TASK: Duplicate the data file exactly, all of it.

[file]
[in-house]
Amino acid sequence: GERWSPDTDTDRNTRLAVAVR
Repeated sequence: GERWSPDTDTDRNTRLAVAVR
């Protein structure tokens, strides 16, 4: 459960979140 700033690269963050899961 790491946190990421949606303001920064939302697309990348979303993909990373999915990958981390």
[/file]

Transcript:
[in-house]
Amino acid sequence: GERWSPDTDTDRNTRLAVAVR
Repeated sequence: GERWSPDTDTDRNTRLAVAVR
């Protein structure tokens, strides 16, 4: 459960979140 700033690269963050899961 790491946190990421949606303001920064939302697309990348979303993909990373999915990958981390």